Tunisia’s tourism struggles after Islamist attacks


Tunisia's tourism struggles after Islamist attacks

A year after 39 mostly British holidaymakers were gunned down on a beach in Sousse, Tunisia’s tourist industry is still struggling to recover from the attack and an earlier Islamic State raid on a museum in Tunis.

The Imperial Marhaba hotel attacked by Saifeddine Rezgui remains closed, and other hotels have also shut down as British tour groups, once among the resort’s main visitors, stay away.

At the shuttered hotel, where Rezgui worked his way through the beach to the pool and lobby killing as he went, bullet holes still mark the outer walls.

Reviving a tourist industry here may take more than building repairs and a change of hotel names.

Tourist arrivals fell to 5.5 million last year, the lowest in decades, after several European tour companies and cruise operators suspended operations, and numbers this year are expected to be similar.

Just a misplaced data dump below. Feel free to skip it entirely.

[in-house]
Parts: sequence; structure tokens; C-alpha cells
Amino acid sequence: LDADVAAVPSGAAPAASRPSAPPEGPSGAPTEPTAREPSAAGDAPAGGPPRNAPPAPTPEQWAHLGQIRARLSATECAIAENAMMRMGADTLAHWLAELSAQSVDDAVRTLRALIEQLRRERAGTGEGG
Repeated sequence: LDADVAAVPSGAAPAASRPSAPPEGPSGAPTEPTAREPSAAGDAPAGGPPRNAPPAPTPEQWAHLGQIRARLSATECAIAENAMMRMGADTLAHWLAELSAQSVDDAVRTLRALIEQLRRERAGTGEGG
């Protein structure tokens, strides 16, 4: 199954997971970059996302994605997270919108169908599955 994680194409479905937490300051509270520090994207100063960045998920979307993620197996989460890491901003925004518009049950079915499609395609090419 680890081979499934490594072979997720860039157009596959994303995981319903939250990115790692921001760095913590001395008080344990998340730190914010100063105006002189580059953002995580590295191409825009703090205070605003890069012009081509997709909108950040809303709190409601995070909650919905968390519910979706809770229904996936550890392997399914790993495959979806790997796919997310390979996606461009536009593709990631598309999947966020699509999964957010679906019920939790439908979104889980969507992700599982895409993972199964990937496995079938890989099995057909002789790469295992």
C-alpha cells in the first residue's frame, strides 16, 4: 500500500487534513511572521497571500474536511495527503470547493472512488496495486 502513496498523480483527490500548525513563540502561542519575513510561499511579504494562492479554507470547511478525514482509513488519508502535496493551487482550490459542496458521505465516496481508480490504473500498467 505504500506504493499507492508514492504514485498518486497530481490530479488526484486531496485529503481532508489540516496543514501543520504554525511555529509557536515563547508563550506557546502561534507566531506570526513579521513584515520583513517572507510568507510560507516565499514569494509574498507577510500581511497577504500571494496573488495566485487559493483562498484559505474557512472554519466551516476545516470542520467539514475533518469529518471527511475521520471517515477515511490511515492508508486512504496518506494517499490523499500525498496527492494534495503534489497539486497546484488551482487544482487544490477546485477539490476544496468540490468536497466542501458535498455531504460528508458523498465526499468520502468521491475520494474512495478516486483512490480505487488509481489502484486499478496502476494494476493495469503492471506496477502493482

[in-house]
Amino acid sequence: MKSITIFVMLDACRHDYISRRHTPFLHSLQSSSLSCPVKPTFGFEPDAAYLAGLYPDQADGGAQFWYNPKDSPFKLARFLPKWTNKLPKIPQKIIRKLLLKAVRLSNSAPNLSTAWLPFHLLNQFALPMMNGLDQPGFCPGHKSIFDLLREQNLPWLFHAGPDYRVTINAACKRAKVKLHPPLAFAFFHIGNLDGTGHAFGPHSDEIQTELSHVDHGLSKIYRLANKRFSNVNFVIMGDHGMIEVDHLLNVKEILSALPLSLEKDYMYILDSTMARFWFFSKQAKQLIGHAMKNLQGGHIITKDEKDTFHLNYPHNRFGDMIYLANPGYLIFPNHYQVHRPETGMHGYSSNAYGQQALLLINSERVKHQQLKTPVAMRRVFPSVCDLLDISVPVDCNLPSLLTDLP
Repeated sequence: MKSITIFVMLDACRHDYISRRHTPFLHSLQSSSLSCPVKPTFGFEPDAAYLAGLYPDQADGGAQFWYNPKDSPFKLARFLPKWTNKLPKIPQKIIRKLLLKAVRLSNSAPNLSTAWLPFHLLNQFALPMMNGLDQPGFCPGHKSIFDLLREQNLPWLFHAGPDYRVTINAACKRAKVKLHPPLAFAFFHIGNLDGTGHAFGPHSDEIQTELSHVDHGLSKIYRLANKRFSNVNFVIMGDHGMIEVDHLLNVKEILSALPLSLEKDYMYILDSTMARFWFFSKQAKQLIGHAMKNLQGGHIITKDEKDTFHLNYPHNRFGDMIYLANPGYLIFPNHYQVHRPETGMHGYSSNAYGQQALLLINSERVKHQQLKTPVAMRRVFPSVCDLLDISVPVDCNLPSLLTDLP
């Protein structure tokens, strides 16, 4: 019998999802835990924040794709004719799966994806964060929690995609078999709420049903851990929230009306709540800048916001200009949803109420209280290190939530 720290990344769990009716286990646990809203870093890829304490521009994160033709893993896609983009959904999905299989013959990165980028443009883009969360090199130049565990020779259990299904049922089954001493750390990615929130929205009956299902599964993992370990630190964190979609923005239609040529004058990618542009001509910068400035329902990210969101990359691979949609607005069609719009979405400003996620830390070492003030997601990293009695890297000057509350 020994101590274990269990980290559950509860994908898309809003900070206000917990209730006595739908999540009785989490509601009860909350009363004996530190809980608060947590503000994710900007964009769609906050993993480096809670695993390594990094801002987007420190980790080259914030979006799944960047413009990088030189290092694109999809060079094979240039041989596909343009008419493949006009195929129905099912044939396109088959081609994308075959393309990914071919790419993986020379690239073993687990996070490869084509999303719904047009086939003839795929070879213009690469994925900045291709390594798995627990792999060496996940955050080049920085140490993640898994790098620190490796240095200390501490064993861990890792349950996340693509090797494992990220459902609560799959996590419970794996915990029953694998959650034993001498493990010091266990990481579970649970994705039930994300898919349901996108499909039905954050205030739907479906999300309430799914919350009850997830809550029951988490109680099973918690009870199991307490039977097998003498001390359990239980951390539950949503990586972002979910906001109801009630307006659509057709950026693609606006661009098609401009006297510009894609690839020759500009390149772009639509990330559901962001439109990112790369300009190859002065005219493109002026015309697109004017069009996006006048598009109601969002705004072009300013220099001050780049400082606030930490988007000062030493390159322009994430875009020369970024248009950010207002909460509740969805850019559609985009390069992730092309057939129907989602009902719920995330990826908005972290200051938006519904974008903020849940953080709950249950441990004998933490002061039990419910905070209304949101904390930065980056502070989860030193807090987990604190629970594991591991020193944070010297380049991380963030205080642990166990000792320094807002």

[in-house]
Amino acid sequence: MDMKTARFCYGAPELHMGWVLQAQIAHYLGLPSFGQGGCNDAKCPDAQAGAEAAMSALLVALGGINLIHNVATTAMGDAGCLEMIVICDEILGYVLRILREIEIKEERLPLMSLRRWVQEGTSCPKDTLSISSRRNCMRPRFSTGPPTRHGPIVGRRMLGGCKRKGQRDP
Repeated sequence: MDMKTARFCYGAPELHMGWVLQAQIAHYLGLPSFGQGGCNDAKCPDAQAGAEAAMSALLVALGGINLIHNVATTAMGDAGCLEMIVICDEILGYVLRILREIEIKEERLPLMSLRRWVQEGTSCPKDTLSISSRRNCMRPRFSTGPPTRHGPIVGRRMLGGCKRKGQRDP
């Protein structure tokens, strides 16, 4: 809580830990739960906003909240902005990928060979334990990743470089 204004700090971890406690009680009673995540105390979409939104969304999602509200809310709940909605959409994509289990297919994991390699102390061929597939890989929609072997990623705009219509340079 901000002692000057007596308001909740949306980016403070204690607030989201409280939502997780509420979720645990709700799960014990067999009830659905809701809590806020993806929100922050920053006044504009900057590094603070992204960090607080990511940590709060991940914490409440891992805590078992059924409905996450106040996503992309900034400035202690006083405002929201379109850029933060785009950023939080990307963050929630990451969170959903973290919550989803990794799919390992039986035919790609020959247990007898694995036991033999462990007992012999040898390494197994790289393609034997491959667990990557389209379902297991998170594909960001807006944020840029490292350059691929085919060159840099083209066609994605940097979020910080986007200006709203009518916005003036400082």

Regional tourism representative Fouad el Ouad said the country lost more than 98 percent of British tourists after the attacks last year.

Tourism accounts for 8 percent of Tunisia’s gross domestic product, provides thousands of jobs and is a key source of foreign currency.

Lost revenues — down 35 percent last year, at $1.5 billion — helped push the dinar currency to historic lows against the dollar and euro this month.

Since the Bardo and Sousse attacks, Tunisian authorities have stepped up security at major tourism sites and hotels, to try to reassure tourism companies and foreign governments that visitors will be safe. The nation’s tourism minister Salma Elloumi Rekik also said she is urging European leaders to support Tunisia by lifting warnings against travel to the North African state.

A Russian tourist in Sousse said he felt safe in the old market area because there were a lot of police presence.

But shopkeepers in the traditional medina in Tunis and the boardwalk along Sousse’s stretch of beach said they had yet to see any pick up in activity.

“I am forced to live in sort of austerity. I stopped consuming many things, just the necessary. The situation is hard for everybody,” said Ali Bagallah, a shop owner.

In 2014, Tunisia attracted 760,000 holidaymakers from France, 425,000 Germans and 400,000 Britons, according to Euromonitor International.

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